Nobody watching the beginning of the emergency debate today in Parliament on the PBR could have failed to notice the look of abject horror and disgust on the face of the Chancellor as George Osborne got up to speak. He looked as though he strongly resented the defence he was being forced to give on behalf of his leader - who, after all, is directly and personally to blame for the situation the country finds itself in.
His speech - although faltering - appeared measured and reasonable. He remained generous in his attempts to give way to interventions. He appeared almost as disgusted as his listeners in delivering the carefully agreed lines about the signed copy of the secret tax increase and how - in reality - the Minister could not have signed it because he didn't know it existed.
The reason that Darling loses so conspicuously to Osborne is that Darling has a closer relationship to the truth than his boss - who is prepared to lie blatantly and loudly if he thinks it will get him out of trouble. When Darling lies it shows upon his face.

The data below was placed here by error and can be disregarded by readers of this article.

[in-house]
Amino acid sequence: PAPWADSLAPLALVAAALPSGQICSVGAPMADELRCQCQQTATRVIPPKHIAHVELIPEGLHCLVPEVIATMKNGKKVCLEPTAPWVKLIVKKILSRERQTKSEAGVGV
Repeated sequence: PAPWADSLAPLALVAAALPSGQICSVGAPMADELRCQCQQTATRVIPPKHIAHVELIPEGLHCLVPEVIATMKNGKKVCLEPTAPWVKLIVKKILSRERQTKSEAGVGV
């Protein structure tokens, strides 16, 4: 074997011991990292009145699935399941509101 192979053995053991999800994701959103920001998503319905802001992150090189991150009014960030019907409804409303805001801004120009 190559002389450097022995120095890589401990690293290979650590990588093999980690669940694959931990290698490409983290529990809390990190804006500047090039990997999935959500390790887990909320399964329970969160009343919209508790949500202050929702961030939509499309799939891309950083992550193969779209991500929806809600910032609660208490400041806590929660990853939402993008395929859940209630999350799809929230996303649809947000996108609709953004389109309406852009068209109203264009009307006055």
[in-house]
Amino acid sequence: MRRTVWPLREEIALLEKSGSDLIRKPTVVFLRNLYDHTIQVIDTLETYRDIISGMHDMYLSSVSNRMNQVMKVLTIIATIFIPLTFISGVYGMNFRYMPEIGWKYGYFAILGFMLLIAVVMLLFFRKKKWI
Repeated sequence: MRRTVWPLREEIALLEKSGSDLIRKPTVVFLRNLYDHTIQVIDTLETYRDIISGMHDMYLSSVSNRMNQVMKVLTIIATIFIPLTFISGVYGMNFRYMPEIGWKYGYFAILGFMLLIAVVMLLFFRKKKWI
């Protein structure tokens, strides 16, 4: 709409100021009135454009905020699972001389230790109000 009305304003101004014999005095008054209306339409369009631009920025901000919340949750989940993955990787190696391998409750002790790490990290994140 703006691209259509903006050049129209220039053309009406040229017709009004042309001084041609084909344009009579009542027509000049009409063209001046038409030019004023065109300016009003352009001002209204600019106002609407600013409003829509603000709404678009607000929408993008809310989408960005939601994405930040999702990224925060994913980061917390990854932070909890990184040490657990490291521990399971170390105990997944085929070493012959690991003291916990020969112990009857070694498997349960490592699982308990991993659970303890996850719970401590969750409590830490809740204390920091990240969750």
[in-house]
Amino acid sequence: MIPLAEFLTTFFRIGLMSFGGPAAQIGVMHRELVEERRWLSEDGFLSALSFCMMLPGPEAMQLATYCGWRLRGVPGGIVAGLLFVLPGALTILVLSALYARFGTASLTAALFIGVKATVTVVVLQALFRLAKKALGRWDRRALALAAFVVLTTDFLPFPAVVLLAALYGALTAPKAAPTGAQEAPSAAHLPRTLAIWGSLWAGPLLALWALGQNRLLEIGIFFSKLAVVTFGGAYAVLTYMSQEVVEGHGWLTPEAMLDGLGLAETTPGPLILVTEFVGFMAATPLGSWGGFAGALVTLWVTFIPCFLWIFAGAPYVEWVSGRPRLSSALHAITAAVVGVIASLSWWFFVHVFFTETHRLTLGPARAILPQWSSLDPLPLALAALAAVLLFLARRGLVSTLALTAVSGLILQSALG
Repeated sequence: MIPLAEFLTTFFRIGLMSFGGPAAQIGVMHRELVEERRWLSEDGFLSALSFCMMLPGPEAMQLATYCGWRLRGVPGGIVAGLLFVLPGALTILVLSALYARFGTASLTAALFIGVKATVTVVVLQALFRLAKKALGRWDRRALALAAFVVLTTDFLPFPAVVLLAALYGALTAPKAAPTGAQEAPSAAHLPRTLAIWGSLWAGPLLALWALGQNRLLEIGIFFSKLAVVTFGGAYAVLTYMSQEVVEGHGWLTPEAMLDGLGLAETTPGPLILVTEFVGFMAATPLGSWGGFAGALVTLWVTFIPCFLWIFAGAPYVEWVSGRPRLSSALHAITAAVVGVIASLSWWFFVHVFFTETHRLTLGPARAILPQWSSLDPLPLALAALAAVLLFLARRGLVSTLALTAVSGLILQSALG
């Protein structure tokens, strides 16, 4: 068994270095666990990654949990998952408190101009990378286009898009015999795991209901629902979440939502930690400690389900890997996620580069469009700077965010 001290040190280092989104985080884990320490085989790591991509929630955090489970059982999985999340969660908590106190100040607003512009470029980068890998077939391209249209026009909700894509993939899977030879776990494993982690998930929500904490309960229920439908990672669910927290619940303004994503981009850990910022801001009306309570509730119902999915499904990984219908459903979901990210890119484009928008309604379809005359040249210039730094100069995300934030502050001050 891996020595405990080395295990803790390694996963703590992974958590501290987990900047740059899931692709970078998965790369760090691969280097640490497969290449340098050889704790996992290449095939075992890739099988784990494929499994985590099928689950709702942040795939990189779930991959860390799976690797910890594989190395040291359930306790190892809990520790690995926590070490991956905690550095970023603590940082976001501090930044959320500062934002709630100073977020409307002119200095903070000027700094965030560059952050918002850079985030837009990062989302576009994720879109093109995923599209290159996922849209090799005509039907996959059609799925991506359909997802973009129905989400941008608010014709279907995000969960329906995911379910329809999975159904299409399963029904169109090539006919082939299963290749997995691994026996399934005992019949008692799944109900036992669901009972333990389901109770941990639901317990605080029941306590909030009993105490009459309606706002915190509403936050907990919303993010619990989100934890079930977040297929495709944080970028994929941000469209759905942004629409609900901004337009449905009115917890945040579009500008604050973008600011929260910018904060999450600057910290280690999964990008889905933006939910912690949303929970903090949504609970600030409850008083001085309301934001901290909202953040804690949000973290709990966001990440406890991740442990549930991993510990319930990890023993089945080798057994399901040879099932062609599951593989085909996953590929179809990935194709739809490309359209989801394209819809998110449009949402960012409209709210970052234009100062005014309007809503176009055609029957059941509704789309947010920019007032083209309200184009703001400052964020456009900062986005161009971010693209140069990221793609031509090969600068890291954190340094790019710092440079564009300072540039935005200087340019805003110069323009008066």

Which - together with the obvious argument between Brown and the Treasury last week - leads me to wonder whether just as Margaret Thatchers Parliamentary downfall was brought about by Geoffrey Howe - a man whose debating was famously compared to that of a "dead sheep", Brown's might end up being at the hands of a timid - but fundamentally decent - Old Badger.